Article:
Premium Member

FELDENKRAIS METHOD® in Lovettsville, Virginia

Catherine Wycoff

39149 Fry Farm Rd Herndon, VA 20170 phone: (703) 994-4834

Habits of movement and pain

Friday, December 31, 2010

Thank goodness for habits, how would we live our lives if we had to think about how to get up from a chair every time we needed to, how to put our clothes on in the morning?  Habits are the automatic pilot our brain has designed to allow us to pay attention to the task at hand.

They become a problem, however, when they kick in without our being aware of it, and start interfering with our movements and our lives.  Habitual movements are often the cause of pain that seem to have no clear cause, because if you are not aware that you are doing something, how can you change it?

Pain is really good at getting us back into automatic pilot mode.  It takes over the majority of our brain’s awareness, forcing it to switch automatic habitual movement just to keep us functional.  How many times have you found yourself unable to reproduce at home the pain relieving techniques that you were able to find at your therapist’s office?

The key to switching your brain out of its automatic pilot is not a home exercise program that you must repeat over and over, it is learning to pay attention to the quality of the movement you are performing and learning to notice subtle differences in your movement patterns.  This is only possible when you perform slow, small movements.  Slow, small movements performed with curiosity and attention have the ability to reawaken the brain’s capacity to learn, and to move it out of its automatic pilot state and into its new connections building state at all stages of life.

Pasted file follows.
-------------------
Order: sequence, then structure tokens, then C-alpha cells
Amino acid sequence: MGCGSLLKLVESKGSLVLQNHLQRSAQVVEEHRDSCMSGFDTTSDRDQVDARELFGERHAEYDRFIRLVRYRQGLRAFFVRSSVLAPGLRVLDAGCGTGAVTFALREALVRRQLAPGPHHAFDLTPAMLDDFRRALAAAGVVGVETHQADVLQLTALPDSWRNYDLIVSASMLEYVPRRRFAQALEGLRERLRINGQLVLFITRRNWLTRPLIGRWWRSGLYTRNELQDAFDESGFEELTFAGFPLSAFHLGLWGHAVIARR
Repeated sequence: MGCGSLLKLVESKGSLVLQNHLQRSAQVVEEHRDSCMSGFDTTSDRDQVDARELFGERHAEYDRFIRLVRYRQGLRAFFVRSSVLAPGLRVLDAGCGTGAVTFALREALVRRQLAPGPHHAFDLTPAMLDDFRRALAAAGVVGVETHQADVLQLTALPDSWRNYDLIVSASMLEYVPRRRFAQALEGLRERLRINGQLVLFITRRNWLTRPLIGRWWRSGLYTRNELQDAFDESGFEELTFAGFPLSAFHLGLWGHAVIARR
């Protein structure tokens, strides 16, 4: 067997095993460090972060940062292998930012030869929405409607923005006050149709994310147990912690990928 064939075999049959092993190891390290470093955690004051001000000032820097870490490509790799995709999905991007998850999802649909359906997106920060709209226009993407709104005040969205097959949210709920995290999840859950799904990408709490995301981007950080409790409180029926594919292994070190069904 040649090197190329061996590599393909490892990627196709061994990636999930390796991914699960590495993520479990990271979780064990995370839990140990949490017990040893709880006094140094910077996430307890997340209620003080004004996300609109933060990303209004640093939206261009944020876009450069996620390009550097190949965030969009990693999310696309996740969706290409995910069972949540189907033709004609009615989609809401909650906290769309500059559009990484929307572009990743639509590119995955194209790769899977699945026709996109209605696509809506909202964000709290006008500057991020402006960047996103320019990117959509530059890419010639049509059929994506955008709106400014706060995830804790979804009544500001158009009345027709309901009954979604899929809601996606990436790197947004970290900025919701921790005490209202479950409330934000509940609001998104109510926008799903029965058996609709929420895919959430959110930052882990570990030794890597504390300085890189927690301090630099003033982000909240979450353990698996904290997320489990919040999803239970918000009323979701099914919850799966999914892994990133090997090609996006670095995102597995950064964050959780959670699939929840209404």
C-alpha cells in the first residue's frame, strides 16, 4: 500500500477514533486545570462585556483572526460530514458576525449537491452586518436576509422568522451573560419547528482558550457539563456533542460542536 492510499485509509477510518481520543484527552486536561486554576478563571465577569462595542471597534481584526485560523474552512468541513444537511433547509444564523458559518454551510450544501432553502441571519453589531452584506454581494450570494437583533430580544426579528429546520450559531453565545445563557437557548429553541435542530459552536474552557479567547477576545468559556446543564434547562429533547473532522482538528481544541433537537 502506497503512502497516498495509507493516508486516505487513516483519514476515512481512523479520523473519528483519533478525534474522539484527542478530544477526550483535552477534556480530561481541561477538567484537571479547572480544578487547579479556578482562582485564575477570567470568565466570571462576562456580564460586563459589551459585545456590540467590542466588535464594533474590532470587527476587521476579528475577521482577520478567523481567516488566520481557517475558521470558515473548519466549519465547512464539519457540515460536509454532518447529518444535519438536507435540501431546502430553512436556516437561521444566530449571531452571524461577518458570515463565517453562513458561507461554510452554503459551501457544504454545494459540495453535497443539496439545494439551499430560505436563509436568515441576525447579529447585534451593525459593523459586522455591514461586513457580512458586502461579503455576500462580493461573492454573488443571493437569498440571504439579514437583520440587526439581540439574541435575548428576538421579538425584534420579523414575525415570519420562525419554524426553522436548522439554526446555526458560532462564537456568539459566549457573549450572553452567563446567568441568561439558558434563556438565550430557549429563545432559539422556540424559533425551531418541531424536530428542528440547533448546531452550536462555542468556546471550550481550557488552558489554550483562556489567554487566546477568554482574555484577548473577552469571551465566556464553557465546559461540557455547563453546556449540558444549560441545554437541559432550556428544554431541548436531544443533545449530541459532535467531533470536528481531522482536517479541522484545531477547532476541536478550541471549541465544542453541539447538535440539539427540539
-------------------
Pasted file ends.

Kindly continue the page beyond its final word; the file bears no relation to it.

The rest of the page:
So, even our deepest ingrained habits can be changed, our brain can be restructured.  Top neuroscientists have finally proven our brain’s capacity for change and for plasticity and even its capacity to produce new brain cells well into the 8th decade of life.

  The goal of this blog is to give you quick practical ways to bring your brain back into its learning mode and out of its habitual mode through the use of the principles of the Feldenkrais Method and the Anat Baniel Method.

As you are sitting, reading this blog, notice whether you can feel your sits bones, the bones on which you are sitting at the moment.  Start to slowly, very gently arch your low back a little and then slouch back, paying attention to how your weight shifts forward toward your pubic bone and then back toward to tail bone as you do that movement.  How does your chest move to keep your eyes on the words you are reading while your pelvis is rocking forward and back?  Try not moving your chest while you are rolling your pelvis back and forth, does it make it easier or harder to roll your pelvis?  Now try allowing your ribs to move to accommodate the movement of your pelvis. 

When you get back up to stand, experiment with keeping your chest immobile or allowing it to move during the day, and choose which feels better. Remember: Small, slow, with attention.

For more information on the Feldenkrais Method and the Anat Baniel Method, please check the following websites:,,

Catherine Wycoff is a physical therapist, Feldenkrais practitioner and Anat Baniel Method for Children practitioner and is working with people of all ages from premature babies in the NICU to older adults. 

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